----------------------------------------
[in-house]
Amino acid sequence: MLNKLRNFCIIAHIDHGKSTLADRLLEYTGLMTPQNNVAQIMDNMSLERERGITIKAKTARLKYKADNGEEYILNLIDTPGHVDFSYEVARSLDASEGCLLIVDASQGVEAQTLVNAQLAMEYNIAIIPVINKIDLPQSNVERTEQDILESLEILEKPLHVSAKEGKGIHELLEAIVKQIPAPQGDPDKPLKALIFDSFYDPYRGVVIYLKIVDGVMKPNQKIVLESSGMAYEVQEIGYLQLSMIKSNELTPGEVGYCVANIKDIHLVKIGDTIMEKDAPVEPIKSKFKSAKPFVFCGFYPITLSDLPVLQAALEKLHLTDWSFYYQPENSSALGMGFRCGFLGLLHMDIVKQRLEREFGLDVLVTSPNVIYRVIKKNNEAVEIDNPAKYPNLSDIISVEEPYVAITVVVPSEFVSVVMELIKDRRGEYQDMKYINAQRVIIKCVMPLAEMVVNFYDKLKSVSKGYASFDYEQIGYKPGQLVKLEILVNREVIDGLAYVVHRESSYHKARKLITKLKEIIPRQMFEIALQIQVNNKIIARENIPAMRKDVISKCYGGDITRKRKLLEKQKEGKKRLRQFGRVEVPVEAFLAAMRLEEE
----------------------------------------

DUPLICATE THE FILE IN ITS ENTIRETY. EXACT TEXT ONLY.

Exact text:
[in-house]
Amino acid sequence: MLNKLRNFCIIAHIDHGKSTLADRLLEYTGLMTPQNNVAQIMDNMSLERERGITIKAKTARLKYKADNGEEYILNLIDTPGHVDFSYEVARSLDASEGCLLIVDASQGVEAQTLVNAQLAMEYNIAIIPVINKIDLPQSNVERTEQDILESLEILEKPLHVSAKEGKGIHELLEAIVKQIPAPQGDPDKPLKALIFDSFYDPYRGVVIYLKIVDGVMKPNQKIVLESSGMAYEVQEIGYLQLSMIKSNELTPGEVGYCVANIKDIHLVKIGDTIMEKDAPVEPIKSKFKSAKPFVFCGFYPITLSDLPVLQAALEKLHLTDWSFYYQPENSSALGMGFRCGFLGLLHMDIVKQRLEREFGLDVLVTSPNVIYRVIKKNNEAVEIDNPAKYPNLSDIISVEEPYVAITVVVPSEFVSVVMELIKDRRGEYQDMKYINAQRVIIKCVMPLAEMVVNFYDKLKSVSKGYASFDYEQIGYKPGQLVKLEILVNREVIDGLAYVVHRESSYHKARKLITKLKEIIPRQMFEIALQIQVNNKIIARENIPAMRKDVISKCYGGDITRKRKLLEKQKEGKKRLRQFGRVEVPVEAFLAAMRLEEE